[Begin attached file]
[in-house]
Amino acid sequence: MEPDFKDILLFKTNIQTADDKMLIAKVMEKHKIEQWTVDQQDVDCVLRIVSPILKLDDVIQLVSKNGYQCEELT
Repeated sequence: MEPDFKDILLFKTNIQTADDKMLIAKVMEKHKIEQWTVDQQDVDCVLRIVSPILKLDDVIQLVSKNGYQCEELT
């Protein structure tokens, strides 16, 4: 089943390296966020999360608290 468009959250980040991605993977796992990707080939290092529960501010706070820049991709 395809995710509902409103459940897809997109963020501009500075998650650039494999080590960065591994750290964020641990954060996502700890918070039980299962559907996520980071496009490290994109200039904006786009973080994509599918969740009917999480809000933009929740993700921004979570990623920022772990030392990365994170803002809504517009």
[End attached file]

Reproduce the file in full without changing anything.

[in-house]
Amino acid sequence: MEPDFKDILLFKTNIQTADDKMLIAKVMEKHKIEQWTVDQQDVDCVLRIVSPILKLDDVIQLVSKNGYQCEELT
Repeated sequence: MEPDFKDILLFKTNIQTADDKMLIAKVMEKHKIEQWTVDQQDVDCVLRIVSPILKLDDVIQLVSKNGYQCEELT
């Protein structure tokens, strides 16, 4: 089943390296966020999360608290 468009959250980040991605993977796992990707080939290092529960501010706070820049991709 395809995710509902409103459940897809997109963020501009500075998650650039494999080590960065591994750290964020641990954060996502700890918070039980299962559907996520980071496009490290994109200039904006786009973080994509599918969740009917999480809000933009929740993700921004979570990623920022772990030392990365994170803002809504517009």